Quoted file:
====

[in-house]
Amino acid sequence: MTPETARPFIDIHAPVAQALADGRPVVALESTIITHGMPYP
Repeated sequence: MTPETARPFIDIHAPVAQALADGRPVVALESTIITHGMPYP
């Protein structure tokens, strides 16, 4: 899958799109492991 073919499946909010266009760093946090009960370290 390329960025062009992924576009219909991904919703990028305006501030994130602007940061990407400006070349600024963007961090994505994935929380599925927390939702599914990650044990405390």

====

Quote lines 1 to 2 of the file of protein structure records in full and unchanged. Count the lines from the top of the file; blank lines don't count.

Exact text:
[in-house]
Amino acid sequence: MTPETARPFIDIHAPVAQALADGRPVVALESTIITHGMPYP